The two sides of UFC flyweight champion Valentina Shevchenko

LAS VEGAS — It’s Dec. 28, 2020, and UFC flyweight champion Valentina Shevchenko is invited to a Roaring ’20s-themed party to celebrate New Year’s Eve in Kyrgyzstan.

“I’m like, oh my god, it’s three days before the New Year and I don’t have a dress,” Shevchenko recalled to ESPN two weeks before her title defense against Taila Santos at UFC 275 (Saturday, 10 p.m. on ESPN+ PPV).

Much like Cinderella’s fairy godmother, Aysalkyn Ismailova met Shevchenko at the last minute to take her measurements. She told Shevchenko she would get the dress done even if she didn’t sleep. The next day she presented the champion with a beautiful dress for the party.

“The best thing about being at home in Kyrgyzstan is that there’s so many talented people around you,” Shevchenko said. “It’s about real desire and love for your work. They want to be the best at their jobs and create happiness for their customers.”

Shevchenko made it to the ball by midnight, just like in the fairy tale, but her story is more like Dr. Jekyll and Mr. Hyde — or rather she’s both the Beauty and the Beast. Her upbringing in Kyrgyzstan and lifelong dedication to martial arts has provided her a unique lifestyle that offers a wide spectrum of combat and celebrity.

“In my normal life, I can be soft, but I will not let someone dictate what I do. I do what I want to do, I think that’s my beast side,” Shevchenko said with a laugh. “I don’t go around and scream at people, because martial arts teaches me that you have to be respectful. But you have to control everything, no matter what the situation is. You have to think about what you are doing because everything has consequences.”

Her meticulous nature is apparent as Shevchenko organizes her team by height for a photo after morning practice, telling each member of her training camp exactly where to stand or kneel for the right shot. But when she’s not in training camp leading up to a fight, she explains, her demeanor is much different.

“In my life there’s two sides,” said Shevchenko. “I would say martial arts are my No. 1, but I love to travel, the outdoors, and I love to have these glamour photo shoots where I can express myself. Once I’m in fight camp, though, I have to turn to a different mode.”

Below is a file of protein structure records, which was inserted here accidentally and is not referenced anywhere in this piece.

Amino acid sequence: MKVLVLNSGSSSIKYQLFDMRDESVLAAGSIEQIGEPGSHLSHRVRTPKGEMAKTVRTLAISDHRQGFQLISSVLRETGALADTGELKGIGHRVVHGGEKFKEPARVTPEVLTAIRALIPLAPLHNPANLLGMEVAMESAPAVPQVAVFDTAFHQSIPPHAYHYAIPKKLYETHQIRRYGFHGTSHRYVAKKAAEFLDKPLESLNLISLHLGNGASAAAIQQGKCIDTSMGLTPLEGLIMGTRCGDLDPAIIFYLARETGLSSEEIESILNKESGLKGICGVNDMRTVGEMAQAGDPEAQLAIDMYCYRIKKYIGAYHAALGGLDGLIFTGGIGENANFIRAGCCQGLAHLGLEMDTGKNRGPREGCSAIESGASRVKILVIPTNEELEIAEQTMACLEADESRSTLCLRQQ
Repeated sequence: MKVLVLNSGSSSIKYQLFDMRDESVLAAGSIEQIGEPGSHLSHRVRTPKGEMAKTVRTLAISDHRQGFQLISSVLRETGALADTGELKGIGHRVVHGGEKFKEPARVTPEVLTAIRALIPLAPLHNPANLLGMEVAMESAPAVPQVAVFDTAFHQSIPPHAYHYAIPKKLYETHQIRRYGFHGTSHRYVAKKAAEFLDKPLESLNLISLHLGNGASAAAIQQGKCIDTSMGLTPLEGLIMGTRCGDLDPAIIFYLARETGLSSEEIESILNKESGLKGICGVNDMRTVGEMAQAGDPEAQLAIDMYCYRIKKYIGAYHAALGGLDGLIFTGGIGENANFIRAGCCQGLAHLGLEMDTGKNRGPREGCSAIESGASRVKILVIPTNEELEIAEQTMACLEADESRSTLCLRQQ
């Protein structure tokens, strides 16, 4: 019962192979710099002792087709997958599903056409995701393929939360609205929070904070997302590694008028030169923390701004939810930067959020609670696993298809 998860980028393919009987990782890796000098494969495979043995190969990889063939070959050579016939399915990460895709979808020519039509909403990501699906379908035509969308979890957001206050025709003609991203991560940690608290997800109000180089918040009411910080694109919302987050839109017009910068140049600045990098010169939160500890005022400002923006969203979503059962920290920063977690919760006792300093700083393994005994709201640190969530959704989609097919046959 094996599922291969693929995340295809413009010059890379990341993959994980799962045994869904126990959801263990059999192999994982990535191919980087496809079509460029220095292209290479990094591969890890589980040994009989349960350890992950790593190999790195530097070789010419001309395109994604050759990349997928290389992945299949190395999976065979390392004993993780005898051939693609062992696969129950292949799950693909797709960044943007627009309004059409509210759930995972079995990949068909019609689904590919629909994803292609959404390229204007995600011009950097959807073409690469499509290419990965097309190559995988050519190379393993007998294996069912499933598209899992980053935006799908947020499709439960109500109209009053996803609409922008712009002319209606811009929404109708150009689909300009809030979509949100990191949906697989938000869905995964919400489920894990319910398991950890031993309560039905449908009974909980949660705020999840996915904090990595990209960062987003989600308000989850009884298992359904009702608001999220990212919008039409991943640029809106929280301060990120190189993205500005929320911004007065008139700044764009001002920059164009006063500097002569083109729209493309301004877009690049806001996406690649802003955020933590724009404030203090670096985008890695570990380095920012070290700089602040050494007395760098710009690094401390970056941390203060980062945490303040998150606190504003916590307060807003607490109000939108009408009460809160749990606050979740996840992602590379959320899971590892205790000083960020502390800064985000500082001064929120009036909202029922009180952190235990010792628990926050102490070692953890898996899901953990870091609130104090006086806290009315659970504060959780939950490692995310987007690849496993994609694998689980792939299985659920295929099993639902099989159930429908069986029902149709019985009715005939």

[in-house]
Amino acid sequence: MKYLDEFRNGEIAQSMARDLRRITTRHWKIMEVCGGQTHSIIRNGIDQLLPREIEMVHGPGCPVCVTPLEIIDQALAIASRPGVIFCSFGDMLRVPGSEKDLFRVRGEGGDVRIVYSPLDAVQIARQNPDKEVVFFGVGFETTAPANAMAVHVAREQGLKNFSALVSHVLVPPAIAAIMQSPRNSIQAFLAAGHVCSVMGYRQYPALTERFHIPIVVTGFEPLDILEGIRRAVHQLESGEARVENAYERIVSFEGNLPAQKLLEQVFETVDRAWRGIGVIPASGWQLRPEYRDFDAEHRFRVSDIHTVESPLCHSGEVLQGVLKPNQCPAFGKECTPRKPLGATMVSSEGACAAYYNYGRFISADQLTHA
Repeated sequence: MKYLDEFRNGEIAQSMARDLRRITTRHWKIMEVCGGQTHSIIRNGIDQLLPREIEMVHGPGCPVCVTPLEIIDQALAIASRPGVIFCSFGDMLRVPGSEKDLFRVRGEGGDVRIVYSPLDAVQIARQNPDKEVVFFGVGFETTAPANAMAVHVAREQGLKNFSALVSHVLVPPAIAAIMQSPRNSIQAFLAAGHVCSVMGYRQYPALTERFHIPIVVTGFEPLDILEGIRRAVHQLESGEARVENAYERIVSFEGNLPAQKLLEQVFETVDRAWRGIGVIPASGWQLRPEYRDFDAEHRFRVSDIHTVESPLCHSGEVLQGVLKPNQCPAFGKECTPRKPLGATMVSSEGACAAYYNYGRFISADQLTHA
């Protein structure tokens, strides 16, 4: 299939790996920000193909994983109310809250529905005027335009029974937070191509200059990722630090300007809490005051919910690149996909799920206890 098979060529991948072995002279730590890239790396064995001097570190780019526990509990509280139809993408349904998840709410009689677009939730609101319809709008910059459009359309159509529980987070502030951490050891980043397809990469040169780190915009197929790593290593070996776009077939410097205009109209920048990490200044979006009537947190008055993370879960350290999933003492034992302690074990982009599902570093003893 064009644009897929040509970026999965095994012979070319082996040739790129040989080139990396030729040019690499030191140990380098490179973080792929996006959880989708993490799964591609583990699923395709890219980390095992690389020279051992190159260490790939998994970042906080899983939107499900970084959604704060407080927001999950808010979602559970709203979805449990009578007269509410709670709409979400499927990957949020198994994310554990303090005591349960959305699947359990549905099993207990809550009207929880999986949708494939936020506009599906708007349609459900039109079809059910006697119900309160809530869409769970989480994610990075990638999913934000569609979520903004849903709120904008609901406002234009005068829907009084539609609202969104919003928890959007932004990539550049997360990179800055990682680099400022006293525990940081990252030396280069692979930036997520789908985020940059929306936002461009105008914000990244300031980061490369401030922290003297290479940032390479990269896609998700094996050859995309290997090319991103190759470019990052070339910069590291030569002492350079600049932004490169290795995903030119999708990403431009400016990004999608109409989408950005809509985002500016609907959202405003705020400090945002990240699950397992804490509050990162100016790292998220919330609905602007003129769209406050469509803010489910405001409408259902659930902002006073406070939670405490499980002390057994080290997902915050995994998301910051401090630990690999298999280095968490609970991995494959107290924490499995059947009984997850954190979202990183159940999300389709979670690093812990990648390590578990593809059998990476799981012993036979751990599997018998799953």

Having activities outside of fighting helps her unwind, but while preparing for a fight, Shevchenko likes to stay 100% focused on her opponent and her performance inside the Octagon. While she loves to look beautiful and dress up, she keeps that for after she wins the fight and her mission is done.

“Once I’m there, the camera is on and you have the outfit and the right atmosphere, it’s kind of like transforming. It feels good. I really enjoy the process,” she said.

Shevchenko was able to combine both sides of her personality last year through her film debut in “Bruised” on Netflix. Playing a role that mimics her own life, Shevchenko portrayed a fighter named Lady Killer opposite Halle Berry. She said she thinks that her tougher side can still display her elegance outside of the cage.

“It’s different. All women are beautiful in a fight because it is the beauty of the trained body,” she said. “How you can control your body, how you can strike, your eyes concentrating on your target. You want to win the fight. It’s very dangerous. It’s powerful, this confidence.”

But once the fight is over, the mindset is switched and the dancing begins.

“It’s already inside me, so it’s natural, it just matters what mode I turn on,” Shevchenko said. “It’s all together — this beauty and beast.”

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